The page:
Understanding Pokemon "GO"
by Eric Barger
July 14, 2016
I am still traveling for the next several days but wanted to take the opportunity to address the Pokémon Go craze that is literally sweeping the world and offer a resource for those who may need one.
In short, to play the game users download the Pokémon Go app to their IPhone or Android phones. Then they begin hunting down 150 different Pokémon creatures capturing them in virtual reality. Pokémon Go is unlike any other game or fad we have seen because the game is based on a players whereabouts and users need to actually go to particular locations to capture the virtual Pokémon. Various Pokémon appear on their screens as they hunt in places like offices, schools, hospitals, businesses, parks, backyards, freeways - everywhere and anywhere. Many users have been meeting together at key locations such as well-known landmarks in their quest to electronically gather Pokeballs.
The balls are then hurled (virtually, of course) at the game's Pokémon characters to capture them. Players often visit sites such as churches, which digitally become "gyms," where battles are fought. (Huh? What are Christians doing playing a game that has its basis in the occult - and doing so in Church? More on the spiritual implications in moment.)
Just how big is it? Since the recent release of Pokémon Go, over $7.5 billion has been added to Nintendo's stock market value. To give you an idea of the relative popularity, the Los Angeles Times reported that downloads of Pokémon Go (over 7 million so far) are running ahead of Facebook, Snapchat and Instagram in the Google Play store and will pass Twitter soon. (http://www.latimes.com/nation/la-na-pokemon-go-20160711-snap-story.html)
Most players are not aware that before they even embark into the virtual world of Pokémon Go that in the user agreement allowing them to download the app they are for-fitting their privacy and possibly even the control of their phones to play the game. More worrisome to some is the fact that the company who developed the game was owned by Google! Click here for details on this disturbing factor.
Besides the notion of placing all of your private data at risk, participating in Pokémon Go has proved physically perilous for some. A pair of men fell off a cliff on July 14 while playing near a beach in the San Diego area. One of the men fell 90 feet, the other 50. One was found unconscious and both were taken to a hospital with unspecified trauma injuries. As I write there is no word on their particular conditions.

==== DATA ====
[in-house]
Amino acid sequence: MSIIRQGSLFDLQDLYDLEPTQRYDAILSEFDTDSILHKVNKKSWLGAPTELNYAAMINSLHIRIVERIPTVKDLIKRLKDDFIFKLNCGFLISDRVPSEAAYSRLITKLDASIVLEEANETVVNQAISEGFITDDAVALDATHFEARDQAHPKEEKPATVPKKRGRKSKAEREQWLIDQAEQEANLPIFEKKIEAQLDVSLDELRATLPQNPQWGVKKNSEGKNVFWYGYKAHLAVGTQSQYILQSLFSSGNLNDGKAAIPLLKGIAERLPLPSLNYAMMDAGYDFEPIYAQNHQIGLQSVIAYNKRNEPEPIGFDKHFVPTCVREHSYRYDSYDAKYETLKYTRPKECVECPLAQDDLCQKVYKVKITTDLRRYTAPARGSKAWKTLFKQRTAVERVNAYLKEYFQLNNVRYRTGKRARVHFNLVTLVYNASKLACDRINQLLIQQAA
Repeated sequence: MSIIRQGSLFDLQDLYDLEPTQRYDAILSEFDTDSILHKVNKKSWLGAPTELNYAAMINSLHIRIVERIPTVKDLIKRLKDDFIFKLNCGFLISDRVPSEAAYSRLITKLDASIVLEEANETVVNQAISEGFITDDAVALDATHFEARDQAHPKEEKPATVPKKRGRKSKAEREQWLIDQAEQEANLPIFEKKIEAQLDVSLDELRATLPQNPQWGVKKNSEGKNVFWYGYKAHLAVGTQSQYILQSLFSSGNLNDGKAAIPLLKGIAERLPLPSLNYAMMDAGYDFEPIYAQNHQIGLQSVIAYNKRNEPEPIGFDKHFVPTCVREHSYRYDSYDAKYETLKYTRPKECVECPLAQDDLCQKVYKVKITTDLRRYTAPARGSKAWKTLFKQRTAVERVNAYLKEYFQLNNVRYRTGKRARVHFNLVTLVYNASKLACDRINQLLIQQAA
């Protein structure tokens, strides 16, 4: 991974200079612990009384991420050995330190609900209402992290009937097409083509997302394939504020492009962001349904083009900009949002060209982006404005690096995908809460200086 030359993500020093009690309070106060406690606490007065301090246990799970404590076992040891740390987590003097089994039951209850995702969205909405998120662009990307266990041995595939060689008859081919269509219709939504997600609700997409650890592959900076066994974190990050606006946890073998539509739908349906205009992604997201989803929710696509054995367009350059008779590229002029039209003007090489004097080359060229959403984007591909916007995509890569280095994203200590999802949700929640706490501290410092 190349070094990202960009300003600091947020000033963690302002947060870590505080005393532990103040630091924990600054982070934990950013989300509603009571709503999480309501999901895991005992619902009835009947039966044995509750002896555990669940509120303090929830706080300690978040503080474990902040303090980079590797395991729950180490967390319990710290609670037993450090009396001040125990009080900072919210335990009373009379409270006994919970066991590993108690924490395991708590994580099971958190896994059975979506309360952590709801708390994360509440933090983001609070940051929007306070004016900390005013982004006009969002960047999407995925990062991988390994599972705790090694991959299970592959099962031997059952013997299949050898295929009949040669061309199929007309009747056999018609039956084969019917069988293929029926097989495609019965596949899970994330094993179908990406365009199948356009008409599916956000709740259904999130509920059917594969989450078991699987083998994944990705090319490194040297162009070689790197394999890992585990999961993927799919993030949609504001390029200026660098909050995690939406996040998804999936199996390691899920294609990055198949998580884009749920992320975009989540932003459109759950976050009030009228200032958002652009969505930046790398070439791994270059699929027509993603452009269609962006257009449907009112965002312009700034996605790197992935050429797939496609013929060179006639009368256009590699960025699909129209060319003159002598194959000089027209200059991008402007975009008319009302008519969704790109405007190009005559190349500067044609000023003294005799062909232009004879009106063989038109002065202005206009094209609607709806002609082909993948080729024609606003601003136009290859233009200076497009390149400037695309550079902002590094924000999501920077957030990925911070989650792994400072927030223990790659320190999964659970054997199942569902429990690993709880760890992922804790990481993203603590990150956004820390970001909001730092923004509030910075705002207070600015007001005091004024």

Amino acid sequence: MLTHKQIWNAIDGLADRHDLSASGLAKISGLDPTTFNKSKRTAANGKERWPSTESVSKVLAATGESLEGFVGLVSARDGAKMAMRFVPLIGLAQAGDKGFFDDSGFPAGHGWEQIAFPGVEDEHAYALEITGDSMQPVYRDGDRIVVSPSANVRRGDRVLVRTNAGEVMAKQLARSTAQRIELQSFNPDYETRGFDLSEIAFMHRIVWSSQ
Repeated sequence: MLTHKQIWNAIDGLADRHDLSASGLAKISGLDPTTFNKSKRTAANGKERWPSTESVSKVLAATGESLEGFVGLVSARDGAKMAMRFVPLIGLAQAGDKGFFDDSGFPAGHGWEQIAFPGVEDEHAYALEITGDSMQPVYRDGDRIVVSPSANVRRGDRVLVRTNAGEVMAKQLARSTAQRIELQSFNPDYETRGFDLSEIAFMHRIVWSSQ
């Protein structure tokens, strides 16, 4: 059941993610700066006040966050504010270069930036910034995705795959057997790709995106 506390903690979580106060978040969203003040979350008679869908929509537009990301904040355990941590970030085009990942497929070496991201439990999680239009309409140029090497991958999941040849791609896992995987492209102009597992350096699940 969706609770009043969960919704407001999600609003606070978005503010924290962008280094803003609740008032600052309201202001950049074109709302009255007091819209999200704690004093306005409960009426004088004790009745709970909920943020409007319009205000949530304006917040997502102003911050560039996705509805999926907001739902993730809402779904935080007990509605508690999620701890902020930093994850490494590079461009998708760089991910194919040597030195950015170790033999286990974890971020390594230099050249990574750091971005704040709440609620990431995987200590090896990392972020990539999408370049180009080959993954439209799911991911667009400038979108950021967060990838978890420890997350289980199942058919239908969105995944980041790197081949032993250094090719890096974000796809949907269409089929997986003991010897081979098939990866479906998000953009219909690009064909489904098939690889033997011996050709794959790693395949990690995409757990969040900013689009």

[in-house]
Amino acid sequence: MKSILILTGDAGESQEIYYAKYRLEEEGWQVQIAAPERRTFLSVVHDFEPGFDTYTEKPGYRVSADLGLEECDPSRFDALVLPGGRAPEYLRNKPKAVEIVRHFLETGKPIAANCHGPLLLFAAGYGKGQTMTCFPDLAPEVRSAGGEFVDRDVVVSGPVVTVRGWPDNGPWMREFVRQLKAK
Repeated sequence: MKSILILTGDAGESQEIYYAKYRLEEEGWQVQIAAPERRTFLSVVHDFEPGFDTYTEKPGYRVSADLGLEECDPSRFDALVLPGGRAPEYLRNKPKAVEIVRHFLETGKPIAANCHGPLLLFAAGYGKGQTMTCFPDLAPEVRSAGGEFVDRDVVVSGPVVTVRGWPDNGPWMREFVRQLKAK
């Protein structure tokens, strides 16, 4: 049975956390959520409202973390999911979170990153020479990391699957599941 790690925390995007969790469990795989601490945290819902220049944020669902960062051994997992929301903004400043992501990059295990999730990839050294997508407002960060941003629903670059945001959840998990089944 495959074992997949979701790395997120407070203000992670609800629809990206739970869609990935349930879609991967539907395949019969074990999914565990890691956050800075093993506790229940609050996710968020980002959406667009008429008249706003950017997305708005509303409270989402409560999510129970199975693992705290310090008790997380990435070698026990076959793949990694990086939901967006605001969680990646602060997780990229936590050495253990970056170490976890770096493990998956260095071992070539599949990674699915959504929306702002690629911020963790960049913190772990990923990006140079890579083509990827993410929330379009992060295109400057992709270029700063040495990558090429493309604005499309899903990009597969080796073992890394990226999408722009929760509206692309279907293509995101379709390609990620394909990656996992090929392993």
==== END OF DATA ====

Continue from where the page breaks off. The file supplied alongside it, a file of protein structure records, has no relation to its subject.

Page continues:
A New York man escaped with just minor injuries when he crashed his car into a tree while playing the game. His car wasn't as fortunate (see picture here).
Armed robbers in Missouri used the app to lure victims to isolated locations, police said. Others have been injured chasing the imaginary characters without paying attention to their real-life surroundings.
Stores and malls are reporting a marked increase of foot traffic and a unique security issue because of the game. Kids and adults on a quest to capture the virtual Pokémon creatures are so intense that they sometimes stumble down stairs, knock down other patrons, and even end up behind store counters or in offices marked "employees only." If Pokémon Go had arrived on the scene just a few months ago then reports of men being found in women's rest rooms would probably be surfacing but now that's a sad accepted practice in a culture resembling ancient Sodom!
Police in Darwin, Australia, said they have discovered people trying to find Pokémon characters at their police building, and have since posted signs that the station house is off limits to Pokémon Go fanatics.
Police did offer the following advice to Pokémon Go players:
- Don't play the game while driving a car or bicycle.
- Don't trespass on private property just to "catch" a Pokemon.
- Avoid staring down at your phone and be aware of hazards like roadways, drop-offs and waterways.
- Be cautious of who you share your location with.
- Don't travel alone.
Besides the possibility of the development of various problems for some players such as emotional issues (because of an individual's prowess in playing) or eye problems (due to the strain of watching a screen for long periods, especially at night), Pokémon Go may present perverts and pedophiles with unusual opportunities to prey upon victims.
However, most players have no biblical understanding of just what they may be embracing. That's expected in the secular world. But many Christians seem to have a problem with just jumping in the pool before checking to see if there are sharks present!
Pokémon Go was developed by Niantic Inc. and is funded by Nintendo. However, the original Pokémon franchise was developed by Wizards of the Coast, who gave the world the occult games, DUNGEONS & DRAGONS and MAGIC THE GATHERING. Pokémon comes from a long line of anti-Christian, occult, and evolutionary development. For example, did you know that the very word Pokémon means "pocket monster" - i.e. "demon?"
Two quick points as I close.
I realize that many reject warning like this and accuse us of just being "against everything." Still, I gotta say it: Christians playing Pokémon Go need to consider the occult roots of Pokémon. Defending it is akin to putting lipstick on a pig. I've heard "it's only a game" or "it's just fantasy" more times than you can imagine yet where does the Bible give us license to ignore God's warnings and strong condemnation of the occult just because something may be fantasy - or virtual? (Read Ephesians 5:1-7)
Second, let's add up the sheer amount of time we're spending on stuff like Pokémon Go. The word "idolatry" comes to mind and instead of focusing on our mission in the last days we are going to great lengths literally running around attempting to capture a virtual demon. How Satan must be pleased.